Brooklyn Boro

Brooklyn Bar Association gives out new Trailblazer Award to past female presidents

December 7, 2017 By Rob Abruzzese, Legal Editor Brooklyn Daily Eagle
The Brooklyn Bar Association Foundation held its annual dinner on Monday where it honored Justice Bernard Graham, Justice Rachel Adams and all of its past female presidents. Pictured from left: Avery Eli Okin, Hon. Bernard Graham, President Aimee Richter, Hon. Rachel Adams and Steve Cohn. Eagle photos by Rob Abruzzese
Share this:

The Brooklyn Bar Association (BBA) Foundation held its annual dinner on Monday at the New York Marriott at the Brooklyn Bridge Hotel, where it honored a pair of judges and gave out its new trailblazer award to all of its past female presidents.

Current President Aimee Richter, who is BBA’s ninth female president, was the one who created the Vivian H. Agress Trailblazer Award and named it after the organization’s first female president. The inaugural recipients were Hon. Miriam Cyrulnik, Lynn R. Terrelonge, Hon. Nancy T. Sunshine, Rose Ann C. Branda, Diana J. Szochet, Andrea E. Bonina and Rebecca Rose Woodland.

The two judges who were honored were Hon. Rachel Adams and Hon. Bernard Graham, both justices of the Supreme Court, Kings County.

In addition, three judges who will retire this year were recognized: Hon. Randall T. Eng, presiding justice of the Appellate Division, Second Department; Hon. Martin M. Solomon, justice of the Supreme Court; Kings County; and Hon. Neil J. Firetog, acting Supreme Court justice, Kings County.

“The judiciary in Brooklyn is a fantastic group of men and women,” Richter said. “Tonight we are honoring two of its best and we are also thanking three justices who are retiring this year.”

The primary function of the annual dinner is to raise money for the BBA Foundation, which carries out the charitable functions of the bar association. The total amount of money raised this year was not immediately available, but this year’s attendance of 871 people is the most ever.

The money raised goes toward projects like the Theodore T. Jones Scholarship given annually to a law school student, the 100 Year Association scholarship given to high school students interested in the legal profession and the Brooklyn Legal Pipeline, which helps minority students break into the legal field.

The money also goes to the law library, public programs and other projects. This year, the BBA Foundation donated $2,500 to the Puerto Rican Bar Association, which used the money for generators in Puerto Rico after the hurricanes.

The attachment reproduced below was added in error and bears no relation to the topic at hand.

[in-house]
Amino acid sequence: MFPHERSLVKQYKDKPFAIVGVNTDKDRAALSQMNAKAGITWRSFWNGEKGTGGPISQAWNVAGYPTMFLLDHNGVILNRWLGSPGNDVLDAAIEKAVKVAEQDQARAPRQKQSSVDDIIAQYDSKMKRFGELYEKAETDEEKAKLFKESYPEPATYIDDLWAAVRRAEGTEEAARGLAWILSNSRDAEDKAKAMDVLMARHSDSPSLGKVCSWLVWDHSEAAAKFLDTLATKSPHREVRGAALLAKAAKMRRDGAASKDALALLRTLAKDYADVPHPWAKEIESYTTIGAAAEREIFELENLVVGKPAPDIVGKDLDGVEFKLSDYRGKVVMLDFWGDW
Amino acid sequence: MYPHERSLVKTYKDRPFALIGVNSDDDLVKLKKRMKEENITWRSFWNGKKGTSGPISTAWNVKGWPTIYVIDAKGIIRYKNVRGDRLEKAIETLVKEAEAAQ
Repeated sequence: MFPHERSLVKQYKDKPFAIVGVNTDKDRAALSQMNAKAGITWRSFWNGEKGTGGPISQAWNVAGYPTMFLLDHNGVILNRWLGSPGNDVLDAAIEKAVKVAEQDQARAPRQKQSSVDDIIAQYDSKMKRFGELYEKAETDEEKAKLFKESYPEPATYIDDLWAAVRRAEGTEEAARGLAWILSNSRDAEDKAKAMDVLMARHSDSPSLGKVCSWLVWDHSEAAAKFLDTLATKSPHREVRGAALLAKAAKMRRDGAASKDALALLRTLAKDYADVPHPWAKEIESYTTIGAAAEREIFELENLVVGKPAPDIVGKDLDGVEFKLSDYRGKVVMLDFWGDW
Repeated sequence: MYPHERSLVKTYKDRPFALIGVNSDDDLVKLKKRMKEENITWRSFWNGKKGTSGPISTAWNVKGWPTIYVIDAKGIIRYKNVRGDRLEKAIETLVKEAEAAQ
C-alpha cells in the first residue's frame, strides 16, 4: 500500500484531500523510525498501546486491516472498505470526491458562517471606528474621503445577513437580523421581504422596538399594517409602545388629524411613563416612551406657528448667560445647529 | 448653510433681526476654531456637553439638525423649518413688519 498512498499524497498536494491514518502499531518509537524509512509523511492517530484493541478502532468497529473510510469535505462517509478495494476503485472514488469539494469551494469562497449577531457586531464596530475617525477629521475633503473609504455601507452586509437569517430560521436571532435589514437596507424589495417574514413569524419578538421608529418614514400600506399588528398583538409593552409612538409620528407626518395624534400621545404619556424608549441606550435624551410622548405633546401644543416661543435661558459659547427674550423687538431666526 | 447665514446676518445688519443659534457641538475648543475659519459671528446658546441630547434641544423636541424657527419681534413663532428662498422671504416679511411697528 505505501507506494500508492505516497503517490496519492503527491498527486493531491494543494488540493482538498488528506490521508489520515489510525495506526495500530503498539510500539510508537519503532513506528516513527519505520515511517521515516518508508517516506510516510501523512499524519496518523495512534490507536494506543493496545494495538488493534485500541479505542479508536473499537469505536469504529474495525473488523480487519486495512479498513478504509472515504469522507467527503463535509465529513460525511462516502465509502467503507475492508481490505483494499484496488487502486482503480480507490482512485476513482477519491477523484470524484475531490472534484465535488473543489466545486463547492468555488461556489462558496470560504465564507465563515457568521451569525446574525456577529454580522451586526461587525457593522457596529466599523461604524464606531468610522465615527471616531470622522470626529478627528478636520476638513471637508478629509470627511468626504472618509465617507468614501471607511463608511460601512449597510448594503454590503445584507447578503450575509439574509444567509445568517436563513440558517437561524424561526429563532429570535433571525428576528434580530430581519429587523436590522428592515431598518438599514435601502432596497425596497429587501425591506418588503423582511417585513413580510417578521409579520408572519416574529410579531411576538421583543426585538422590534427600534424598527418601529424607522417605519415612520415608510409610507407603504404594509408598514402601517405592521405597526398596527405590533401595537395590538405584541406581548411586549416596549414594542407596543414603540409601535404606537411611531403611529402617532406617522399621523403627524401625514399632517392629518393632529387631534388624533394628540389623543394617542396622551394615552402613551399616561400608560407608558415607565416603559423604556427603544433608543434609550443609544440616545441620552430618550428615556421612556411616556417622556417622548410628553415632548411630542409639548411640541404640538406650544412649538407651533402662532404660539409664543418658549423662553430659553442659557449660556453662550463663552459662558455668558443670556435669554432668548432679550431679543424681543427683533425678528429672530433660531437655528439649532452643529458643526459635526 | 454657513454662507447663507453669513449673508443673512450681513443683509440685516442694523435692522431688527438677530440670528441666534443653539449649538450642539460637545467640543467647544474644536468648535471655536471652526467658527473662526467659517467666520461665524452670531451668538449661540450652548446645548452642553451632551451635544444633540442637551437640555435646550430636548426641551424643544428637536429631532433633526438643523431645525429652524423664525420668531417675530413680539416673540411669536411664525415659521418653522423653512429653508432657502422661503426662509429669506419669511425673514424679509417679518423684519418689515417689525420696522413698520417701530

“This support enables us to continue to do the good work that the BBA Foundation does,” said President-elect David Chidekel. “With your support the BBA Foundation continues its programs and more. This here tonight is the most successful dinner we have ever had.”

Adams was introduced by Hon. Sylvia Hinds-Radix, who worked with her in the early days of their careers at DC37 Municipal Employees Legal Services as they represented union members in court. Judge Hinds-Radix spoke about Adams’ resume including her work forming the court’s Good and Welfare Committee under the auspices of the Kings County Board of Justices.

“I’m so very proud to receive this award with Justice Graham and the wonderful women who won the trailblazing award,” Adams said. “The BBA can look back proudly knowing that they have consistently valued all of its members and respected their strengths in the legal community regardless of gender.”

Justice Lawrence Knipel, administrative judge for the Kings County Supreme Court, Civil Division, introduced Graham. He started by calling him an “iconic judge” who presided over the state’s first same-sex marriage in 2011 only a few hours before Knipel himself. Knipel then went on to explain that Graham’s good service extends well past the courtroom.

“He’s what I call, ‘Park Slope nobility,’” Knipel joked. He went on to explain that Graham’s father created the Central Brooklyn Independent Democrats, that the judge himself has been heavily involved in his local community and that he served as president of both the Prospect Park YMCA and the Park Slope Civic Council in the past.

Graham thanked many people, including his wife Rosemary Graham, who he said is the reason he is a judge, but made a special point to thank Hon. Frank Seddio. He even joked that Seddio’s impact on the Brooklyn court system has been so large that if they ever replace the statue of Christopher Columbus in front of the Kings County Supreme Court that they replace it with one of Seddio.

“One larger-than-life Italian to another,” he joked.


Leave a Comment

Leave a Comment